“I have said all these things to you to keep you from falling away” (John 16:1).
What were “these things” that Jesus spoke of?
Jesus had just explained in chapter 15 that if anyone follows him, they will be hated and persecuted by the world (15:18-25). He follows that solemn news with an encouraging announcement that the “Helper” (the Holy Spirit) will be coming soon. Jesus continued his encouragement as he warns them of coming difficulties. Why is that encouraging? Because they know in advance: “But I have said these things to you, that when their hour comes you may remember that I told them to you” (16:40).
What does “falling away” mean?
Here, the Greek word behind “falling away” means, “to offend so as to fall away” and carries the idea of a surprise or something unexpected. The noun form of the word was a trap laid for an enemy that when triggered it would capture the victim suddenly.
Earlier (6:52-59), after talked about “eating his flesh and drinking his blood” Jesus used this same word (fall away) when he said, “Does this offend you?” (John 6:61). Turns out that that did offend some of his disciples - “many of his disciples turned back and no longer followed him” (John 6:66). That’s exactly what Jesus wanted to prevent here, encouraging his disciples’ faithfulness by warning them of the approaching storm of hatred and persecution.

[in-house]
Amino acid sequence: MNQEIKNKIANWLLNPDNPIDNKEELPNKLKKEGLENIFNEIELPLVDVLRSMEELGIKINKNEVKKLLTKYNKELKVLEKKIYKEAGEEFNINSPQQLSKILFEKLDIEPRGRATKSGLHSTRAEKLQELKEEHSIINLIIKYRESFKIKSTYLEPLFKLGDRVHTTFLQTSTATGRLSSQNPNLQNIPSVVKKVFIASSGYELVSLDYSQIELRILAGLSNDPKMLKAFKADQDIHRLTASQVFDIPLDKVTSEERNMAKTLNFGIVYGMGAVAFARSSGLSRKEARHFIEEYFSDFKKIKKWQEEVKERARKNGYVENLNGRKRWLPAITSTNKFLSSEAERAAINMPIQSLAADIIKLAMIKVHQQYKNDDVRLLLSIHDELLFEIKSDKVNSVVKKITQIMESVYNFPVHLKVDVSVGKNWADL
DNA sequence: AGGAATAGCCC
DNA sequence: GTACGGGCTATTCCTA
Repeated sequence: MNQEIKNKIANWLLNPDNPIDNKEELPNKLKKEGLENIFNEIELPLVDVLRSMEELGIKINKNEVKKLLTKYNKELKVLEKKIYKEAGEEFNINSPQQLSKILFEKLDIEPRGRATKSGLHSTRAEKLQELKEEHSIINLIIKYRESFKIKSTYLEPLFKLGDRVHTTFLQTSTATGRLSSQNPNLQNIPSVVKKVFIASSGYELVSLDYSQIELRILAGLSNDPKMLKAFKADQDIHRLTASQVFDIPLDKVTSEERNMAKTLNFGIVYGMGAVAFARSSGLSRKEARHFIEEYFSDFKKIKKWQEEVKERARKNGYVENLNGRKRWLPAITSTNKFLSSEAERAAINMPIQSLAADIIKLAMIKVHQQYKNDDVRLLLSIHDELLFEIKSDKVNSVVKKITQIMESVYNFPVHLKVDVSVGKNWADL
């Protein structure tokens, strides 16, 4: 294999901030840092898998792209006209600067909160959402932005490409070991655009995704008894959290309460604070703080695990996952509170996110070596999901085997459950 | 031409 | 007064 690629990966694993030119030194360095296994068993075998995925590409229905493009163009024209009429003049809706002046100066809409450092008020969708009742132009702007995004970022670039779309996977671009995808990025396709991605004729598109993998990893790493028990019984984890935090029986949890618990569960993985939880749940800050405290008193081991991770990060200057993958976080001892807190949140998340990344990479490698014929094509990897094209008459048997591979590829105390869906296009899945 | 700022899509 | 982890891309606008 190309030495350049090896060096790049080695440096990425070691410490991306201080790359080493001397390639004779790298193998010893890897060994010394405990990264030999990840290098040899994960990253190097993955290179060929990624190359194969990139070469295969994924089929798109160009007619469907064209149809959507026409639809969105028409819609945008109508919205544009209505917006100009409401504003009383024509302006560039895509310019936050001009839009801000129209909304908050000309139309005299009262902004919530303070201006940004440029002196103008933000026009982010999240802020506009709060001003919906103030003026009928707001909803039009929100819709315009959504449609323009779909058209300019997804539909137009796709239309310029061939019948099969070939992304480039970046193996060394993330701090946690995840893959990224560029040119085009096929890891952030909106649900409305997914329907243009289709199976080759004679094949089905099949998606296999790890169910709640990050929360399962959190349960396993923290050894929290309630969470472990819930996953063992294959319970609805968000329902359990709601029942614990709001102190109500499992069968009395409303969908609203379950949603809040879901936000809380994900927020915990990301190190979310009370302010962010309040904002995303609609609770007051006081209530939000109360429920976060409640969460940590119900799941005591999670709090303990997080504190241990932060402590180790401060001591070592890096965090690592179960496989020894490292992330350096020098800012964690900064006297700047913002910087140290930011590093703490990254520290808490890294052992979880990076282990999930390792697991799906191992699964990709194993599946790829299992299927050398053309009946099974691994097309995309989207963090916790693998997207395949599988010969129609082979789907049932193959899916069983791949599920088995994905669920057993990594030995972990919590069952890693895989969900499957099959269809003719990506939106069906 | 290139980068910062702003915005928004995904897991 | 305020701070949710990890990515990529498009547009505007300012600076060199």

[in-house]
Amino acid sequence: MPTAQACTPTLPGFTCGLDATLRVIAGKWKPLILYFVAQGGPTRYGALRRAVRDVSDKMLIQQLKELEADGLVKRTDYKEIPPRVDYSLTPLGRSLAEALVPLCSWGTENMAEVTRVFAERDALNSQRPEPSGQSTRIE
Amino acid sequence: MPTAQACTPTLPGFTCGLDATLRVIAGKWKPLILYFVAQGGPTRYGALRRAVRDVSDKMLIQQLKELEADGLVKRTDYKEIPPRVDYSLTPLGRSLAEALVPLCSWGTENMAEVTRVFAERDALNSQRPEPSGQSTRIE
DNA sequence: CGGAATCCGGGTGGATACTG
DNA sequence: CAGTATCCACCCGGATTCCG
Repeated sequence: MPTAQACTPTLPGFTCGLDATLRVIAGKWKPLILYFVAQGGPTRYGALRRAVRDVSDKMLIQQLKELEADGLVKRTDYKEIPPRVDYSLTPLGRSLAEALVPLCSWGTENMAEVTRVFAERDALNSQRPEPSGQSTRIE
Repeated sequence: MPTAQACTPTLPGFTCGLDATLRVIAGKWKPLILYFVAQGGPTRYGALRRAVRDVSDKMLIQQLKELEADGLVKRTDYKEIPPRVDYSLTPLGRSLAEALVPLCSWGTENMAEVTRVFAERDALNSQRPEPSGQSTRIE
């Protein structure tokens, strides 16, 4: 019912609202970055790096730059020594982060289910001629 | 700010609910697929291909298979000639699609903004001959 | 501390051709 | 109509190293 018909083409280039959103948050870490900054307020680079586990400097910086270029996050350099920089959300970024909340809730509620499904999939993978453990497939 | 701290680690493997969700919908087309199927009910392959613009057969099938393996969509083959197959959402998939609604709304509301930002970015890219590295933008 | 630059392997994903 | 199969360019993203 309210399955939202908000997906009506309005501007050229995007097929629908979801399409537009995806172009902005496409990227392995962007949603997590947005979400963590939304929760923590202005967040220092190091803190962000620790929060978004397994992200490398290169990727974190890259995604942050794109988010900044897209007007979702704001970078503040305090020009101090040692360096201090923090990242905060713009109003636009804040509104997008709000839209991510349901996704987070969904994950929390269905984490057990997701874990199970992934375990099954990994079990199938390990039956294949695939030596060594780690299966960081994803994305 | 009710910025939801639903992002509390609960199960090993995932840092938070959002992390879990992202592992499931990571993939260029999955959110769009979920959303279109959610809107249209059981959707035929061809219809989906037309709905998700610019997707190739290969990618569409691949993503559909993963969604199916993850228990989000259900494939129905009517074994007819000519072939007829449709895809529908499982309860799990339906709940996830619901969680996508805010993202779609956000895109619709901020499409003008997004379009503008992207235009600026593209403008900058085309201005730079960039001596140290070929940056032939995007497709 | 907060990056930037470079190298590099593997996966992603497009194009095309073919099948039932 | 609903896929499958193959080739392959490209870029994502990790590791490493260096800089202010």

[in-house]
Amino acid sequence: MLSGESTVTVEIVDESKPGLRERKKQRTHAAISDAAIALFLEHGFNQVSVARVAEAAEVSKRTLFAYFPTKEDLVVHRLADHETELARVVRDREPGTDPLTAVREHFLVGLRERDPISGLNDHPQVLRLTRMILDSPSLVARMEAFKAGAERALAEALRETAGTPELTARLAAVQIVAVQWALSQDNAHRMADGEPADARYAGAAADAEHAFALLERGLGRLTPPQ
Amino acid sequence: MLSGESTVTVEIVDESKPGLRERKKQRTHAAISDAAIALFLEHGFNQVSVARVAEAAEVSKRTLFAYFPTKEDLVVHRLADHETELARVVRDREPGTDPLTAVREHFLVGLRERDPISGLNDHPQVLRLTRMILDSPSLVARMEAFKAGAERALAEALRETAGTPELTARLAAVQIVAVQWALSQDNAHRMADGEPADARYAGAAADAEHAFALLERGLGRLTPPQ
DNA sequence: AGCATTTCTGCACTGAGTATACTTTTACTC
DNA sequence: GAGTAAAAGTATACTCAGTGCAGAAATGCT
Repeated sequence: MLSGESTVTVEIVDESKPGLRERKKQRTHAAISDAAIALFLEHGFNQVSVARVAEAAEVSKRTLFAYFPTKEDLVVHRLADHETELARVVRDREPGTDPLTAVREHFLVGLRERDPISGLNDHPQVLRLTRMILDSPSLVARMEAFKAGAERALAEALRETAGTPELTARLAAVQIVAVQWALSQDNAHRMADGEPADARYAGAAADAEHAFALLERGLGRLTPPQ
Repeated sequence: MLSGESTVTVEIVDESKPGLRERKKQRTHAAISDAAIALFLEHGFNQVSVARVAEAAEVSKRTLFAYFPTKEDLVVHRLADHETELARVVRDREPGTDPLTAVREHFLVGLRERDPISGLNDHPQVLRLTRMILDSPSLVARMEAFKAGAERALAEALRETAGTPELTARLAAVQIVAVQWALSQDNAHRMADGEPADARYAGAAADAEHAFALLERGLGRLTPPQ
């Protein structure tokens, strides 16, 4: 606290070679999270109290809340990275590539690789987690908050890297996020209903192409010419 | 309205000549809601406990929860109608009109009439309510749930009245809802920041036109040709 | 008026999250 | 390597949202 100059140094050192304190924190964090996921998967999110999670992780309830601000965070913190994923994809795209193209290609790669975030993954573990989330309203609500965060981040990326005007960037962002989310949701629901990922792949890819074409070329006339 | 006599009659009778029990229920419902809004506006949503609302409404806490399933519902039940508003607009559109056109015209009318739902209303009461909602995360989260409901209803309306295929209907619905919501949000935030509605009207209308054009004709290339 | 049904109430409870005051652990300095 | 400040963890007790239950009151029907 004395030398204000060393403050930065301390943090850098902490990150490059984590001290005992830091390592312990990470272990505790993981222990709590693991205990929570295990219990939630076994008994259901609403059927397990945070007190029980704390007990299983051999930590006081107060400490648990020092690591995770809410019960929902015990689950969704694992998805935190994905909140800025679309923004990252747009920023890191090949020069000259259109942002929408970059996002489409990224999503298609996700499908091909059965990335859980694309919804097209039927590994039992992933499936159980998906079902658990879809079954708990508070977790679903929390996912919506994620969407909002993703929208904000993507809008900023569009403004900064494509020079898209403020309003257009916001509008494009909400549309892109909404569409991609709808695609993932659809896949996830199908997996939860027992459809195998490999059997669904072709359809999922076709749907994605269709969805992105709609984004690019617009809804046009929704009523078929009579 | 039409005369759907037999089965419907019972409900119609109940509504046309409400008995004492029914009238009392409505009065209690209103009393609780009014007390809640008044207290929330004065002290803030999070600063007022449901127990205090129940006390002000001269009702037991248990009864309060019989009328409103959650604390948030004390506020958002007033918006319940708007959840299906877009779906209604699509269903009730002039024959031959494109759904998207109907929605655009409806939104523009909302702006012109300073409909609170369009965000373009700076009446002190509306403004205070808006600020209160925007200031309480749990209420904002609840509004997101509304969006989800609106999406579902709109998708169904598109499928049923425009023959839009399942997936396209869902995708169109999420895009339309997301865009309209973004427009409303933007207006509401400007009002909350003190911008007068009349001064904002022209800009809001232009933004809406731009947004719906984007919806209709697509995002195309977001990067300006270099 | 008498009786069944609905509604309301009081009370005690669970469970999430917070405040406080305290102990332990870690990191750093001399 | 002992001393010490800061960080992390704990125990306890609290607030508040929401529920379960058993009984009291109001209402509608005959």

Jesus does not want his disciples to be surprised by the hostility of others with the effect that they stop following him. He wants them to expect opposition and persecution. Jesus was not popular with the religious leaders of his day. Ironic isn’t it? He was God in the flesh, yet those charged with spiritual leadership and insight rejected him and persecuted those that followed him.
The disciples expected a kingdom of power and likely had an accelerated timeline of expectations – they likely thought that immediately after Jesus death and resurrection that he would establish the messianic kingdom. Jesus had to communicate to them two important realities: 1) his kingdom was not a kingdom of political power, and 2) it was not going to appear as soon as they expected.
His point: Hard times are coming. I’m telling you in advance, so you are not surprised, so you don’t stop following me, like those in chapter 6.
Kingdom over Comfort.
The reality of opposition and persecution confuses many Christians. There are many today that fixate on our comfort at the expense of God’s kingdom. Some even preach comfort. And wealth. And health. And prosperity. Focusing on our comfort blinds us to kingdom issues.
Here’s the bottom line: to live like Jesus is to be treated like Jesus. Following Jesus is not a comfortable proposition. But it’s a good proposition!
Enjoy Walking with the Savior Today, John